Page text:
My early business mistakes – Carbon Group
Jamie Davison and his partner Nathan Hood have had a meteoric rise in the business world, picking up a slew of awards, merging with 13 businesses and expanding their staff from 13 to almost 100 since launching in 2014.
From the outside, it doesn’t look like they’ve put a foot wrong, but Davison happily admits that he could “talk to you all day about mistakes — definitely we’ve made a lot. If you’re not making mistakes, you’re not growing and you’re not running fast enough”.
His philosophy is simple: Do nothing and you won’t make a mistake, but you won’t learn anything either. “If you make a few mistakes, but you get five things right, that’s still five things you wouldn’t have otherwise done.”
Carbon Group was founded in 2014 when Davison and Hood merged their successful bookkeeping and accounting practices.
It was just the start of a bold dream to build a nationwide network of “one-stop shops” providing business advisory services to SMEs.
They envisioned a network of hubs offering inter-related services — accounting, bookkeeping, cloud consulting, insurance and finance — under the umbrella of one brand.
More recently, Carbon has welcomed new partners which has enabled them to launch new divisions. They now offer a full suite of business services; accounting, advisory, R&D, bookkeeping, payroll, cloud integration, insurance, finance and financial planning.
The dream is already well on its way to reality with multiple offices in WA, one in Melbourne and one in Adelaide.
Mistake: Buying too many businesses too fast
About 18 months after they launched Carbon Group, Davison and Hood made their first acquisitions — buying three businesses on the same day.
“We settled on them all on the one day because the bank told us that would be simpler, because we’d only have to do one loan application. In retrospect, that was a really silly idea,” Davison says, the master of understatement. “All of a sudden, we had doubled in size and went from one location to four.”
Not to mention the hundreds of new clients who needed to be contacted and reassured the change of ownership would not impact service. “If you can’t get in contact with all the customers, it creates uncertainty and as soon as there’s uncertainty, they start shopping around.”
The sudden expansion put pressure on new and existing staff, with Davison estimating it took six to nine months of frantic work to get back on an even keel. But there were consequences. Some clients left, along with four new staff members, which Davison regrets.
Lesson: Acquisitions and mergers require time, attention and planning
Although they weathered the storm, Davison and Hood learned some key lessons which have shaped the way they now approach acquisitions.
“Since that time, we’ve merged with another ten businesses but we’ve done it in a more staggered, planned, rolled out way,” Davison says.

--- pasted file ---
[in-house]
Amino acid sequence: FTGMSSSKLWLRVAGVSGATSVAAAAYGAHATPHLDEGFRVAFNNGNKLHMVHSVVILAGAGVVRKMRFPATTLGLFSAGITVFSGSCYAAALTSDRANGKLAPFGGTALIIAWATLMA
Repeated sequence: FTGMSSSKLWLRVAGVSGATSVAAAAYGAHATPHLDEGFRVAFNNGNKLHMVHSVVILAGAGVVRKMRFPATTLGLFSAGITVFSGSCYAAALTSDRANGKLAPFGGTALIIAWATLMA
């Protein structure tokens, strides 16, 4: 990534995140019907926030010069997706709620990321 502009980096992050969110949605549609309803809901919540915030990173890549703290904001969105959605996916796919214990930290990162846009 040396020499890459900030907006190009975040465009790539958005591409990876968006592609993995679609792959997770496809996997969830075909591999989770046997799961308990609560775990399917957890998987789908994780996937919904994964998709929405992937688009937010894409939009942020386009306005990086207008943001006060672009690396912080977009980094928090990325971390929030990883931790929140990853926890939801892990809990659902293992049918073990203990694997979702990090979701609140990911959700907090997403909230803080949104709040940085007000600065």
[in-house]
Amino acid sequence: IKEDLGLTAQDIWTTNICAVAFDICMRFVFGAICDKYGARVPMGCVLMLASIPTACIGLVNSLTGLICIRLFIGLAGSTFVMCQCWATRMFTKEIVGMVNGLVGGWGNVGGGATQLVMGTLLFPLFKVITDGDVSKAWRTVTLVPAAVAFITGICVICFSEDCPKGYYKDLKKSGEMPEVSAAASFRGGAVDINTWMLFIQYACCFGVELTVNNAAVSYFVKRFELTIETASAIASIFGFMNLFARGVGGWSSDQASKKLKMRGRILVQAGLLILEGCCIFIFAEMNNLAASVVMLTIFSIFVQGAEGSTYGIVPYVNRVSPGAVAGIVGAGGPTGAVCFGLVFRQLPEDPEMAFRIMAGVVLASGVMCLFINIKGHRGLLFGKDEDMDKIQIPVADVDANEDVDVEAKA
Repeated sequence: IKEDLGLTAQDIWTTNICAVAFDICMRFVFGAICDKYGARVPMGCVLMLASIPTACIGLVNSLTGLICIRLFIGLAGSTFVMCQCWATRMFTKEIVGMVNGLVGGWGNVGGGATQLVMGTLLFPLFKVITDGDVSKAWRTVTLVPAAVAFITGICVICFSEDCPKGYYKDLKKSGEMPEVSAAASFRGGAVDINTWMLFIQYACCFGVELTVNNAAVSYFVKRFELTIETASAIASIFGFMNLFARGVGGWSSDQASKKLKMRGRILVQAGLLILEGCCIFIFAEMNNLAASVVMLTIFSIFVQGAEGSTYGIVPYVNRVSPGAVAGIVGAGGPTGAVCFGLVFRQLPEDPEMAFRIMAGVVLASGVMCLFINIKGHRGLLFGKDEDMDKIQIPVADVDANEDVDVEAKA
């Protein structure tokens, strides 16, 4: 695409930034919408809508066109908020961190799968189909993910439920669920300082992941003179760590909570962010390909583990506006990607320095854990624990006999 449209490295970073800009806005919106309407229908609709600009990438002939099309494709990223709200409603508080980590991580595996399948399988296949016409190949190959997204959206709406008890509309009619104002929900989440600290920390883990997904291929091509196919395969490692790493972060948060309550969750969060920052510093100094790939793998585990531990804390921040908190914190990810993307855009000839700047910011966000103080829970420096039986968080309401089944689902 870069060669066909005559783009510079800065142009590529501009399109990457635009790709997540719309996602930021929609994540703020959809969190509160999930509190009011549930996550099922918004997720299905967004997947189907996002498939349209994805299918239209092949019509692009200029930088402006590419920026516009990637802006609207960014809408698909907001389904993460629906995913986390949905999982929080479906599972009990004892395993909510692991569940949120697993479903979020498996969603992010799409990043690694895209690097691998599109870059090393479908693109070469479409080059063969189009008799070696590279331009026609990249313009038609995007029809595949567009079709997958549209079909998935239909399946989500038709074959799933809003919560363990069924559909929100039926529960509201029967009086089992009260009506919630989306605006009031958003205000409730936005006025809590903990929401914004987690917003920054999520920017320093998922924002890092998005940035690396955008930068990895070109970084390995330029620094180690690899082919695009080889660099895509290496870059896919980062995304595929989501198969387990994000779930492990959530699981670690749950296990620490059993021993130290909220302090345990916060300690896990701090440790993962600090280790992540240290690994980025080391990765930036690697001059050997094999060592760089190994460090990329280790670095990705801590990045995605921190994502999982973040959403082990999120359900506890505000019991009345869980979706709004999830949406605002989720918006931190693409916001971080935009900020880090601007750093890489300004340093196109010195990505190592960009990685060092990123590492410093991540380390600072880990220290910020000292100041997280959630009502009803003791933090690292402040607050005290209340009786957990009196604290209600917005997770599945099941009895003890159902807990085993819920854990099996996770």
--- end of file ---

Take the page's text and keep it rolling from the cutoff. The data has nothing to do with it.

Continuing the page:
For a start, they only tackle one business at a time, with longer lead-in times before sales are settled to allow everyone a period of adjustment. Another important shift has been keeping the original business owner on board, at least for a transitional period. The results speak for themselves.
“With the last business we bought, we’ve retained all of the staff and 100 per cent of the clients.”
Mistake: Fixed salaries
Davison and Hood always aimed to foster a healthy workplace culture at Carbon Group — staff have the flexibility to vary start times from 7-10am, they can purchase extra leave, and there is an active, Carbon-funded social club. But they found fixed salaries — particularly at a time when the company was expanding rapidly — left staff demotivated as they felt they weren’t reaping rewards from the growth.
“We lost a few key staff because of that reason. They were seeing our business has grown exponentially and they weren’t, I guess, feeling appreciated enough.”
Davison realised he needed to restructure remuneration to give staff a stake and a share in the company’s success.
Lesson: Money is a key motivator, no matter how nice your workplace
“We’ve got a great internal culture and great ‘soft benefits’ for the staff, but at the end of the day, money is still a motivating factor and driver for a lot of people, particularly when the economy’s a little bit tougher,” Davison says.
In its second year, Carbon Group introduced a system of base salaries supplemented by both individual and team-based performance bonuses, with share options for high performers.
The new pay scale ties staff success to company success and vice versa.
“So, any high-five moment in the office now is something everyone can share in,” Davison says. “It isn’t just the owners of the business winning, and the staff going, ‘Well, I’ve just got more work now for the same pay’.”
Find out more about Carbon Group here.